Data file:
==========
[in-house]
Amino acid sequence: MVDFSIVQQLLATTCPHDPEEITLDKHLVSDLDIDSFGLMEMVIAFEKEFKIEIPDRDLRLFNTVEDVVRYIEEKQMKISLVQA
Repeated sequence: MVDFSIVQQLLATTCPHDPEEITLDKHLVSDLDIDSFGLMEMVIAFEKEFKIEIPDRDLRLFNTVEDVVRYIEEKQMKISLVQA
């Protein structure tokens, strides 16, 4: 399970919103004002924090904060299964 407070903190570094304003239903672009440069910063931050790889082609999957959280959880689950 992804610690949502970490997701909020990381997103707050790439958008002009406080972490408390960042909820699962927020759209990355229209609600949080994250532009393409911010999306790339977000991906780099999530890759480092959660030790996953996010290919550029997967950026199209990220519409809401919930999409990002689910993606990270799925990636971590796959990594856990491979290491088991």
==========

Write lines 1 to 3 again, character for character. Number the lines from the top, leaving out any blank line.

[in-house]
Amino acid sequence: MVDFSIVQQLLATTCPHDPEEITLDKHLVSDLDIDSFGLMEMVIAFEKEFKIEIPDRDLRLFNTVEDVVRYIEEKQMKISLVQA
Repeated sequence: MVDFSIVQQLLATTCPHDPEEITLDKHLVSDLDIDSFGLMEMVIAFEKEFKIEIPDRDLRLFNTVEDVVRYIEEKQMKISLVQA